Stories can be told using various tools. Since ancient times, stories were told visually using tapestries hung on castle walls. Today, stories of Palestinian culture are told through the intricate weaving of embroidered thread. Unfortunately, preserving culture can be a costly ordeal, a situation familiar to the founder of Taita Leila.

In Arabic, Taita is a term commonly used to mean “grandma.” Taita Leila refers to the grandma of the founder, Leila Hussein Fakhri Khalidi, who is the author of “The Art of Palestinian Embroidery. Taita Leila is a social enterprise that creates hand-embroidered pieces of clothing from Palestine while also preserving the heritage of our Palestinian ancestors.

Noora Husseini, the face behind this initiative resorted to launching a crowdfunding campaign in order to give her startup a push in the right direction during June 2015. We picked Noora’s brains on crowdfunding for Teita Leila to learn more about her experience.

How does your project impact Palestinian society?

Our direct impact is through the women we work with. We commission them in everything to make sure it is all Palestinian. In doing so, we empower Palestinian women to contribute to the economy. As a Palestinian startup, we are providing job opportunities for both young and old talent in Palestinian society. They now have a chance to work in a new, more challenging environment, which encourages them to think outside the box and be more creative.

How did crowdfunding help you reach your goals?

Crowdfunding was the starting point of the business. It allowed us to propel our operations forward. The funds collected were used to register the business, fix up our website for e-commerce, stock up our inventory, and market our collection to the world. Through this endeavor, we tested the waters and determined whether entering the embroidery market would be a good idea. It was also an opportunity to release our first collection.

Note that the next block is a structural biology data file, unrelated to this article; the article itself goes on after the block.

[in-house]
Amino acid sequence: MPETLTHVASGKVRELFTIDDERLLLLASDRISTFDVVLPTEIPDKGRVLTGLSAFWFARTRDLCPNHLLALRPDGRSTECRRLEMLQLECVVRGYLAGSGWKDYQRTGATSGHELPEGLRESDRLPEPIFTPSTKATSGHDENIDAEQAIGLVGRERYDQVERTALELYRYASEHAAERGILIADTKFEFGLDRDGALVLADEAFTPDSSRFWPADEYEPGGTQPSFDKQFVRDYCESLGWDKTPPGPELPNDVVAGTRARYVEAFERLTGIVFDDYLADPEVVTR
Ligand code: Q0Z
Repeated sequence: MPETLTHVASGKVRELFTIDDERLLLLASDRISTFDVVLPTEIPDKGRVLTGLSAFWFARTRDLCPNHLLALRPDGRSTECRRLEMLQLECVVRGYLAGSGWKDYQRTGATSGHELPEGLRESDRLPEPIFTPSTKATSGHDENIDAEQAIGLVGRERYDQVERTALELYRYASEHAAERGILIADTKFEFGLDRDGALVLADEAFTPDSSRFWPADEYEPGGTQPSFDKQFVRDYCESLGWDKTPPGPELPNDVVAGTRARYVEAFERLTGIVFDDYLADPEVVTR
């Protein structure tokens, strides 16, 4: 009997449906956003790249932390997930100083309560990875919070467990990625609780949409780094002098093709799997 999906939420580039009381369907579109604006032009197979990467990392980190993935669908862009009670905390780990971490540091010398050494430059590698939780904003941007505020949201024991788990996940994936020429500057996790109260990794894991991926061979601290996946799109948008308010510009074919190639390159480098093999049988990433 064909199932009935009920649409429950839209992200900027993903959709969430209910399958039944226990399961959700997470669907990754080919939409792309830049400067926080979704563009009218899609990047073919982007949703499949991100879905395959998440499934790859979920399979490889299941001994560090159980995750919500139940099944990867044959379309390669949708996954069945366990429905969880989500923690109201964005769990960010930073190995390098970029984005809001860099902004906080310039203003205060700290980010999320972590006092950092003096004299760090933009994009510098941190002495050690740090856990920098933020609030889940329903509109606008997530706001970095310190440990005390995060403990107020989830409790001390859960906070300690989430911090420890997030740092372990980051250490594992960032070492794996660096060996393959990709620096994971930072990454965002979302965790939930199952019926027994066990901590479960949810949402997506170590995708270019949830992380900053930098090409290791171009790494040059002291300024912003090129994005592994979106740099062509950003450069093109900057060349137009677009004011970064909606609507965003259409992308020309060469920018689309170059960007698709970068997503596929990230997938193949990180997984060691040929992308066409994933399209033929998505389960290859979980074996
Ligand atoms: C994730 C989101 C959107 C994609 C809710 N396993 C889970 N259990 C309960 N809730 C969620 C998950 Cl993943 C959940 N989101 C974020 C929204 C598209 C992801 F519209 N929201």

How did you prepare for your crowdfunding campaign?

It took a lot of prep work, like committing money (20-30%) beforehand. We also had to talk to everyone from before, just to introduce the idea that we will be crowdfunding.

What’s one thing that surprised you during the campaign?

Almost everything. Everything will go wrong during the campaign, so you have to be prepared for the stress of the few months of the campaign. Nothing went according to plan.

What advice would you give to someone who is about to launch a campaign?

Just go for it. It’s a great experience and it has become a sort of ‘right-of-passage’ in life. It doesn’t matter whether you are successful at it, it is a great experience in the business world. But most importantly, you must be prepared and have a plan set up from months before.

The goal of their crowdfunding campaign was $25,000. However, just as the deadline of the campaign approached, a last minute donation pushed them past their goal by over ten thousand dollars, helping them gather just a little over $36,000!

It is projects like these that encourage the citizens of our society to just GO FOR IT! Crowdfunding is nothing to be intimidated by, and with a platform like BuildPalestine available to make it much more accessible, then why wouldn’t you?